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Colin Wren

Breathing easy with Awair and Electron

JavaScript, Technology6 min read

person sitting on bench
Photo by Sid Leigh on Unsplash

I recently bought an Awair, a nifty little box that reads the temperature, humidity, carbon dioxide, chemical and dust content in the room it is placed in.

I’d bought it as the girlfriend and myself had some issues with stuffiness in our bedroom and would wake up wheezing so I wanted to find out what was going on with our air quality.

It really helped us, the first night we turned it on it identified the problem, our CO2 levels were about six times that of what they should be at night time due to the windows being shut to keep the room quiet and the door was shut.

If your air quality takes a dive due to a particular reason, say you’ve just sprayed some harsh chemicals in the room, it will alert you both via a beep on the device and an alert on your phone (although my girlfriend gets freaked out when I know that she’s been dusting due to the alert I get).

Awair makes it easier to understand the air quality by showing the different sensor readings on a scale which I’ve now come to know at a glance if the room needs the window opened or the heating turned on to make things better.

Additionally Awair takes all the sensor readings and their positions on the scales and creates a score, which as long as it’s above 80 generally means things are ok.

The one thing I liked about the Awair, aside from the fact that it allowed me to breathe, is that it has an API so you can build your own app to analyse your data, so that’s what I did.

I bank with Monzo and found a really great toolbar app called BankBar by John Easton which allows you to see your balance and manage your account with Mac OSX’s toolbar which was built in Electron so I wanted to build something similar (read: I copied the idea).

awair toolbar
A demo of my toolbar app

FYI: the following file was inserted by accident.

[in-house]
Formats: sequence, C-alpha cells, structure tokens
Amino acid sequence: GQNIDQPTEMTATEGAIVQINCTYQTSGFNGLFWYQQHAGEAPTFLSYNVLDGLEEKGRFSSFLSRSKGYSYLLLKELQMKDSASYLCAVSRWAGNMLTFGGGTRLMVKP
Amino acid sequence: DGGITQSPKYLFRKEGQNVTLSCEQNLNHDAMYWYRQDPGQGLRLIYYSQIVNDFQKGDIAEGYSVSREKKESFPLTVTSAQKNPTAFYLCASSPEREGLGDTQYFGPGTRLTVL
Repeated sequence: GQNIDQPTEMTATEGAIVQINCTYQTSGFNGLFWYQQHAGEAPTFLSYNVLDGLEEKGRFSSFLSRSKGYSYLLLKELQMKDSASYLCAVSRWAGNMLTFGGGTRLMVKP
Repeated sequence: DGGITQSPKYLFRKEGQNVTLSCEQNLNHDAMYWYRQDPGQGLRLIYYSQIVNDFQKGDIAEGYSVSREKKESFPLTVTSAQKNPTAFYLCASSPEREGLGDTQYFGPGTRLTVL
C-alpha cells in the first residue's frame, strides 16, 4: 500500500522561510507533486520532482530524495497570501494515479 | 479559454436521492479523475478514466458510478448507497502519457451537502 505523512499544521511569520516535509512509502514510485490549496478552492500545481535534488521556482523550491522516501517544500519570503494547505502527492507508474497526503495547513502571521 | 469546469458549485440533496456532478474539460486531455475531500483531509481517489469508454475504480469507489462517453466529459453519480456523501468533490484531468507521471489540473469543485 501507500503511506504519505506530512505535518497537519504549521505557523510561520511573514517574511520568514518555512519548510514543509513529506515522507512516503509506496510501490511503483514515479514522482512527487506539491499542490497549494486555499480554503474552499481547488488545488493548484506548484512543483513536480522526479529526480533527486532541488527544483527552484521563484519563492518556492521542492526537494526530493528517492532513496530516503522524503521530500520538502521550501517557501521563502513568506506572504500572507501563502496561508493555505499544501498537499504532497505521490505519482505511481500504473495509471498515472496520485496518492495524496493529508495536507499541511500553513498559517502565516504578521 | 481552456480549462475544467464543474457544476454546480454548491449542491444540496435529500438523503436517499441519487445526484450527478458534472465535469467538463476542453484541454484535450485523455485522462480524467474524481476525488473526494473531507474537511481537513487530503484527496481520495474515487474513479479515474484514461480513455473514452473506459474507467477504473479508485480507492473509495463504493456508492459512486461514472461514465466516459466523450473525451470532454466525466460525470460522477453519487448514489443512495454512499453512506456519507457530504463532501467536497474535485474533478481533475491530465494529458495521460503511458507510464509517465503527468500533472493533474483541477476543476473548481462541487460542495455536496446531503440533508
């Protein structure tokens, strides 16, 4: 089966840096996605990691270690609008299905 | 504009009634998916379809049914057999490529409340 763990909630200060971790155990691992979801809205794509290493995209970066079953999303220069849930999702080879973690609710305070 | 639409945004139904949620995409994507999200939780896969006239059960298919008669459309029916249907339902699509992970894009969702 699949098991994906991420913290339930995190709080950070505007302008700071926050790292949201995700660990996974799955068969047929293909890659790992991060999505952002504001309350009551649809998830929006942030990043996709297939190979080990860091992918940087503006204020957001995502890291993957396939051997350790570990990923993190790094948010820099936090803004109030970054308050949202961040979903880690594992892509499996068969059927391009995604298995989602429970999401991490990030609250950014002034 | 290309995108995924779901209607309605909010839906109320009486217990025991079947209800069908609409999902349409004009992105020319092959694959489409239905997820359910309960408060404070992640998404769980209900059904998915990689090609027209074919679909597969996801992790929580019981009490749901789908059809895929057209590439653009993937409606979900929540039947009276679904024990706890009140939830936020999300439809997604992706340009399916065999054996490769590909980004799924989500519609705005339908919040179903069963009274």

Building an app with the Awair API

Awair’s API used to be private, with a series of libraries that reverse engineered the calls from the iOS app, but they’ve since opened things up and you can register for an API key via their developer portal.

The Awair API can be used via an access token for personal use or you can register an OAuth2 app if you want others to log in and access their data. The app I was building needed to use OAuth2 as I wanted people to be able to download it, log in and see their data.

OAuth2 Flows with Electron

The standard OAuth2 flow is as follows:

  • You send the user to a page that they can log into, this page has your app’s credentials and a redirect URL it will send the user to once they’ve authenticated
  • The redirect URL is sent an authorisation code which is used by your app when requesting an access token or refresh token
  • You then make a call the API with your authorisation code to get an access token which you use to authorise your app’s requests for the user’s data
  • You include the access token in a header or as a param when making calls to the API, if the access token is expired you request a refresh token to continue being able to access the user’s data via the API

Modern operating systems on both desktop and mobile have the ability to associate protocols with applications, this means that calls to awairbar:// will be associated with my app AwairBar.

Electron allows you to set your app to be the default handler for a protocol using the app.setAsDefaultProtocolClient() function (you don’t need to include the :// part here).

You then use app.on('open-url', (event, url)) which will receive the URL use with the protocol. For redirects from OAuth2 apps you can use (provided that the data it’s sending is in the request parameters) this to get the response from the authorisation code request.

Access and refresh tokens

Awair has a really good guide on handling the OAuth2 lifecycle but the basics of it are once you’ve got your authorisation code from the redirect you can fire that off along with your app’s client id, client secret and the type of token you’re requesting.

This will return an object containing the access token which you’ll then use to make the subsequent API calls.

Getting data from the Awair API

The Awair API documentation is pretty thorough, containing the usual OpenAPI functionality so it’s easy to pick up and consume.